The unusual pedestrian bridge at Florida International University had an undetected design flaw that probably contributed to its collapse in March, the Miami Herald reported, citing a review by three independent structural engineers.
At the newspaper’s request, the engineers reviewed nearly 2,000 pages of mathematical calculations for the bridge over Tamiami Trail that collapsed March 15, killing one construction worker and five people in cars at a stoplight.
The engineers said a diagonal strut was inadequate to support the load at the north end of the bridge, where cracks appeared before crews installed the bridge over eight-lane Tamiami Trail on March 10.
Figg Bridge Group, which designed the FIU pedestrian bridge, and university officials declined to discuss the bridge collapse, citing an ongoing investigation of the incident by the National Transportation Safety Board (NTSB).
The NTSB will announce the official cause of the bridge’s collapse after it finishes investigating the incident, which could take as long as two years.
A spokesman for the federal agency said outside experts who draw conclusions about the cause of the bridge’s failure do a disservice to the public.
Figg Bridge Group designed the pedestrian bridge to look like a cable-stayed bridge, with a deck suspended by cables that fan out from a tall mast.
But diagonal struts beneath the bridge provided its structural support, not the “cables,” which actually were metal pipes intended to provide visual flair, especially at night, when lights on the pipes would be lit.
Figg and Munilla Construction Management (MCM) won the contract to build the bridge by proposing the faux cable-stayed design, an unusual version of a traditional truss design.
A competing proposal by a construction company called Fachinna lacked visual appeal, according to Tom Gustafson, an FIU administrator and a former speaker of the Florida House, who served on the FIU selection committee that awarded the contract.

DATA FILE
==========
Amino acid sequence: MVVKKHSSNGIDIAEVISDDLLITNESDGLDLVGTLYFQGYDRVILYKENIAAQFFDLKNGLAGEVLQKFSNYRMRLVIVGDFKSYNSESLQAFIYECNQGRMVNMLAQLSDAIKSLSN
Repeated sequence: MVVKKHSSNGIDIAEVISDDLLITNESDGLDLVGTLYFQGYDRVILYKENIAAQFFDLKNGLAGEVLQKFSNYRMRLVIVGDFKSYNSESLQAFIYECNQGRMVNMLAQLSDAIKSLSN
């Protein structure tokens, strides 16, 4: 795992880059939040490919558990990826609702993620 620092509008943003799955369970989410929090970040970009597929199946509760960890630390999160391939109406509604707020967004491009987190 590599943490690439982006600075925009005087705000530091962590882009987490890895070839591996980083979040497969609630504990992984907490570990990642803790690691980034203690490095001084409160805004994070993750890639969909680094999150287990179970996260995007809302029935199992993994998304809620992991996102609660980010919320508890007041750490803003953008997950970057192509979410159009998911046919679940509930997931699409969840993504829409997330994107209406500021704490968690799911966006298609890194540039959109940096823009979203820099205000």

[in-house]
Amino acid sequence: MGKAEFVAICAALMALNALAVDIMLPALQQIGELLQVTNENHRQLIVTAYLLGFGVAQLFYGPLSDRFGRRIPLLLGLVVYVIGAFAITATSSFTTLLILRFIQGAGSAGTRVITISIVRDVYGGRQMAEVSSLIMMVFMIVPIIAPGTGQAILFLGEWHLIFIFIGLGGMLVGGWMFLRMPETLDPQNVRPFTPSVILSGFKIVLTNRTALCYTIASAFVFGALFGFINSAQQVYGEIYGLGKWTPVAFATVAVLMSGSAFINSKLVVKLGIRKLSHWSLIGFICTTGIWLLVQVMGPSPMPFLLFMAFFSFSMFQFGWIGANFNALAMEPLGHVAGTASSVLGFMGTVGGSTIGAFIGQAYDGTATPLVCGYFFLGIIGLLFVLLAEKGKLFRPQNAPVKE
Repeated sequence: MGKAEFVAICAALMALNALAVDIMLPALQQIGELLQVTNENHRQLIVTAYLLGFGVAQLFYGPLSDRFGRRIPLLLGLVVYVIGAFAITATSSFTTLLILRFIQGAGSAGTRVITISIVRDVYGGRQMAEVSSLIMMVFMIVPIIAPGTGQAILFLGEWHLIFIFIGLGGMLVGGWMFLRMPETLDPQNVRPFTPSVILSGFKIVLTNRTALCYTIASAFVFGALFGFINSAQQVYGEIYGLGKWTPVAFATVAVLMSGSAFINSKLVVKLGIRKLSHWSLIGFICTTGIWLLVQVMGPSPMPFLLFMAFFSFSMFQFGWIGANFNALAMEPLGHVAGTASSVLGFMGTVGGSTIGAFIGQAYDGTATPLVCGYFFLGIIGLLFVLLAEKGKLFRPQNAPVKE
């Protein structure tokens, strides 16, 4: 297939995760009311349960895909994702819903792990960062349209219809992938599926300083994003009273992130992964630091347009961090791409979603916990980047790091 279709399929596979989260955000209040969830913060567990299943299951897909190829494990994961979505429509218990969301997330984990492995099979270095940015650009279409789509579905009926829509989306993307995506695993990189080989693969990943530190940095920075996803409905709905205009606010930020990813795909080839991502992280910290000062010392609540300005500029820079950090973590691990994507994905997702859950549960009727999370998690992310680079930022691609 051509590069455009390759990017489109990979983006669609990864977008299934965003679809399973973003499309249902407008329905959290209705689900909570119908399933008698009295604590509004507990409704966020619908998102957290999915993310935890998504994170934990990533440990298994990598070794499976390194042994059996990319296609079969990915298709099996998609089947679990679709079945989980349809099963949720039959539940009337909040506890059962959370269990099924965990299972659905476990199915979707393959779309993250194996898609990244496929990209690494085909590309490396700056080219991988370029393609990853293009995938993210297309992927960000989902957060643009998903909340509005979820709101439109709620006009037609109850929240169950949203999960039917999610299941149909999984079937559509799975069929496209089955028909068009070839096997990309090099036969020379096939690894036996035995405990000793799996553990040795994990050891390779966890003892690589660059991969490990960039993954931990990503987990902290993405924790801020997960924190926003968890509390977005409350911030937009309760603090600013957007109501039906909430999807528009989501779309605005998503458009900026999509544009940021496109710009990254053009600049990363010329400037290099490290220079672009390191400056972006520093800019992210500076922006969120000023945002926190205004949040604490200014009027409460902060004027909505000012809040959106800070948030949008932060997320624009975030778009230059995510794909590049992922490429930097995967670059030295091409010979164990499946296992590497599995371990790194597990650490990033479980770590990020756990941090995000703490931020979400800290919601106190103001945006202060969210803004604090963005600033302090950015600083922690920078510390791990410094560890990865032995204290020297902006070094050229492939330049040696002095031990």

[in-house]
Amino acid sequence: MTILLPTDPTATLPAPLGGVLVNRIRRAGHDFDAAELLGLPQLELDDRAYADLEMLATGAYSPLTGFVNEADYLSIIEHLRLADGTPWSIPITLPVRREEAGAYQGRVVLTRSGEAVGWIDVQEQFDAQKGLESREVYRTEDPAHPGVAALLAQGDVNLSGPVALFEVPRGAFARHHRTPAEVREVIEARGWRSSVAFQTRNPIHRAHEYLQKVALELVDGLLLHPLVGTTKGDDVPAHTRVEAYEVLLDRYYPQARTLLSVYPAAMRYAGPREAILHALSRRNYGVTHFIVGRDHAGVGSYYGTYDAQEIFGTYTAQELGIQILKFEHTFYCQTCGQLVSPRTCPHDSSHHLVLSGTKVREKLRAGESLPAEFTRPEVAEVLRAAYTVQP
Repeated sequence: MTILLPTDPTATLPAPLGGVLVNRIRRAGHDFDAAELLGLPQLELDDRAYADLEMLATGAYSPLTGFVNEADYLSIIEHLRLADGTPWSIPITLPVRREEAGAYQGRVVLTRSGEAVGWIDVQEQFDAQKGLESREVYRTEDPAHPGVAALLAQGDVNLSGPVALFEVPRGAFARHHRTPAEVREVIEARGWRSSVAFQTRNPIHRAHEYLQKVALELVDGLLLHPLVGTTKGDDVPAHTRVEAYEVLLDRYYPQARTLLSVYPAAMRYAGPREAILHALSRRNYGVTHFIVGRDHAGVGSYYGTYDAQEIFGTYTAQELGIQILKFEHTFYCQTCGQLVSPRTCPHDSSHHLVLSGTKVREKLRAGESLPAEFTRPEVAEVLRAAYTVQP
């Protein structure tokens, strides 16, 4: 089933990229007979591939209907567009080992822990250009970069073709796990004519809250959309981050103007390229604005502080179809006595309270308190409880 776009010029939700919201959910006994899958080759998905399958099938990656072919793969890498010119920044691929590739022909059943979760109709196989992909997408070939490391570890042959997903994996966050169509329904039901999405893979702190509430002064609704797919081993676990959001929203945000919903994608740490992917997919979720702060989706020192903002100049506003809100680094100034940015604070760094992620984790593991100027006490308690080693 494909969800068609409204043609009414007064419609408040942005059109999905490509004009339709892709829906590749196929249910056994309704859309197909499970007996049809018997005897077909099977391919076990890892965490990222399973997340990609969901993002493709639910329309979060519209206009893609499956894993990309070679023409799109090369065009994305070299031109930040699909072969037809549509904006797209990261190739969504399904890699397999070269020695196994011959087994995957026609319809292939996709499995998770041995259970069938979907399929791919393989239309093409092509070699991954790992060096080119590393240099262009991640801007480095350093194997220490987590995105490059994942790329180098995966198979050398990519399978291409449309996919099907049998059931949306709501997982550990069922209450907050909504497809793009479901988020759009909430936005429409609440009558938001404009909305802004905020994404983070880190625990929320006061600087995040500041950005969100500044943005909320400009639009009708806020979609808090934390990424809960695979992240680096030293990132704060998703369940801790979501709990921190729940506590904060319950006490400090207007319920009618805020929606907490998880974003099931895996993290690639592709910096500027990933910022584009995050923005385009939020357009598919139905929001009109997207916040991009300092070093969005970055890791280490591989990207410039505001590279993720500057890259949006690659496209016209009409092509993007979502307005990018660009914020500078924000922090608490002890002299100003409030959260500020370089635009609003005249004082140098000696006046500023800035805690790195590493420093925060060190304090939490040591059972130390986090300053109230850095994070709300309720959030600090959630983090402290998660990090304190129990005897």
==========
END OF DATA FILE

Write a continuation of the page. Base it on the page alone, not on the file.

In an audio recording of a selection committee meeting, Gustafson said the design that Fachinna proposed was “a 12-foot-wide sidewalk across a busy highway, and I don’t think that’s what we wanted.”
Figg’s unusual design made calculations of stress more complicated and led to different lengths and thicknesses for each of the bridge’s 12 diagonal struts, according to the structural engineers who reviewed Figg’s work.
The Herald got the structural calculations and design plans through a request for public records and shared them with structural engineers Ralph Verrastro, David Beck and Linwood Howell.
The engineers said the collapse of the FIU bridge could have been prevented if the diagonal truss at the north end of the span had been planted deeper in the ground and had more concrete and more rebar at its connection with the deck.
The engineers also cautioned that other factors could have contributed to the bridge’s collapse.
Beck and Howell said the so-called ABC technique for building the bridge in sections and assembling them may have contributed to its collapse, but the rapid construction technique itself probably wasn’t the cause. [Miami Herald] – Mike Seemuth